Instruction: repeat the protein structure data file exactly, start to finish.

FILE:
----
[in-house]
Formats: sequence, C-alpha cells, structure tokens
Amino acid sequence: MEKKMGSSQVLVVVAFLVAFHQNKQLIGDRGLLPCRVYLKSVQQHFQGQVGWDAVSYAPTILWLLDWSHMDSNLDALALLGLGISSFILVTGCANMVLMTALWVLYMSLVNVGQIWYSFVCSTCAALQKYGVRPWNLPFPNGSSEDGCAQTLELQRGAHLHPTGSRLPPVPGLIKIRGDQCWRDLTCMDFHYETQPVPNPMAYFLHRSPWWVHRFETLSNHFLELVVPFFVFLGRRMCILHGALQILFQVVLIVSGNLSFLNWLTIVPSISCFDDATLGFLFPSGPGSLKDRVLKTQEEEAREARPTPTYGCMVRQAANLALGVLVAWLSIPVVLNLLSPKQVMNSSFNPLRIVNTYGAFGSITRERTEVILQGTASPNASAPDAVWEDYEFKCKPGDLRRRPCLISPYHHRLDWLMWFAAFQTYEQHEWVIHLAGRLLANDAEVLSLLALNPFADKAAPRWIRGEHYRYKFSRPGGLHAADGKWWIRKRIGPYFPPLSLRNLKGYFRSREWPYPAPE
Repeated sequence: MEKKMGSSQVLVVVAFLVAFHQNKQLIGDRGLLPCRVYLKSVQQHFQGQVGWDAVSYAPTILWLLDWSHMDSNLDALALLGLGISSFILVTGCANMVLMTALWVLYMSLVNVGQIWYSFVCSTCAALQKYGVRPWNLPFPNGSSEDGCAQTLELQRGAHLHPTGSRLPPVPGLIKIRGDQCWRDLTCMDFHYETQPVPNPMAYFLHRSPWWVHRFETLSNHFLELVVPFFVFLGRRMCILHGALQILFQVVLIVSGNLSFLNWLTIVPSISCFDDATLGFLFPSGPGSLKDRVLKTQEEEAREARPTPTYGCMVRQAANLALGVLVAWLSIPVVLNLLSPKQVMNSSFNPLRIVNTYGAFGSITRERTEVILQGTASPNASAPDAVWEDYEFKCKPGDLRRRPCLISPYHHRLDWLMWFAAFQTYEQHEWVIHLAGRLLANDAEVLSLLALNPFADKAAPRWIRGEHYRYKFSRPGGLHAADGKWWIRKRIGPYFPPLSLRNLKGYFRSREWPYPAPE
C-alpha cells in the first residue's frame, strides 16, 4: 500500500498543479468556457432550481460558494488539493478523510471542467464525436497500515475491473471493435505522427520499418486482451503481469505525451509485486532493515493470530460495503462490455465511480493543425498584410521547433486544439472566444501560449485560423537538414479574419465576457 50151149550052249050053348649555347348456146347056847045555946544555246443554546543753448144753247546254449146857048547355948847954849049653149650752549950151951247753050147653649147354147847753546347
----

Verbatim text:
[in-house]
Formats: sequence, C-alpha cells, structure tokens
Amino acid sequence: MEKKMGSSQVLVVVAFLVAFHQNKQLIGDRGLLPCRVYLKSVQQHFQGQVGWDAVSYAPTILWLLDWSHMDSNLDALALLGLGISSFILVTGCANMVLMTALWVLYMSLVNVGQIWYSFVCSTCAALQKYGVRPWNLPFPNGSSEDGCAQTLELQRGAHLHPTGSRLPPVPGLIKIRGDQCWRDLTCMDFHYETQPVPNPMAYFLHRSPWWVHRFETLSNHFLELVVPFFVFLGRRMCILHGALQILFQVVLIVSGNLSFLNWLTIVPSISCFDDATLGFLFPSGPGSLKDRVLKTQEEEAREARPTPTYGCMVRQAANLALGVLVAWLSIPVVLNLLSPKQVMNSSFNPLRIVNTYGAFGSITRERTEVILQGTASPNASAPDAVWEDYEFKCKPGDLRRRPCLISPYHHRLDWLMWFAAFQTYEQHEWVIHLAGRLLANDAEVLSLLALNPFADKAAPRWIRGEHYRYKFSRPGGLHAADGKWWIRKRIGPYFPPLSLRNLKGYFRSREWPYPAPE
Repeated sequence: MEKKMGSSQVLVVVAFLVAFHQNKQLIGDRGLLPCRVYLKSVQQHFQGQVGWDAVSYAPTILWLLDWSHMDSNLDALALLGLGISSFILVTGCANMVLMTALWVLYMSLVNVGQIWYSFVCSTCAALQKYGVRPWNLPFPNGSSEDGCAQTLELQRGAHLHPTGSRLPPVPGLIKIRGDQCWRDLTCMDFHYETQPVPNPMAYFLHRSPWWVHRFETLSNHFLELVVPFFVFLGRRMCILHGALQILFQVVLIVSGNLSFLNWLTIVPSISCFDDATLGFLFPSGPGSLKDRVLKTQEEEAREARPTPTYGCMVRQAANLALGVLVAWLSIPVVLNLLSPKQVMNSSFNPLRIVNTYGAFGSITRERTEVILQGTASPNASAPDAVWEDYEFKCKPGDLRRRPCLISPYHHRLDWLMWFAAFQTYEQHEWVIHLAGRLLANDAEVLSLLALNPFADKAAPRWIRGEHYRYKFSRPGGLHAADGKWWIRKRIGPYFPPLSLRNLKGYFRSREWPYPAPE
C-alpha cells in the first residue's frame, strides 16, 4: 500500500498543479468556457432550481460558494488539493478523510471542467464525436497500515475491473471493435505522427520499418486482451503481469505525451509485486532493515493470530460495503462490455465511480493543425498584410521547433486544439472566444501560449485560423537538414479574419465576457 50151149550052249050053348649555347348456146347056847045555946544555246443554546543753448144753247546254449146857048547355948847954849049653149650752549950151951247753050147653649147354147847753546347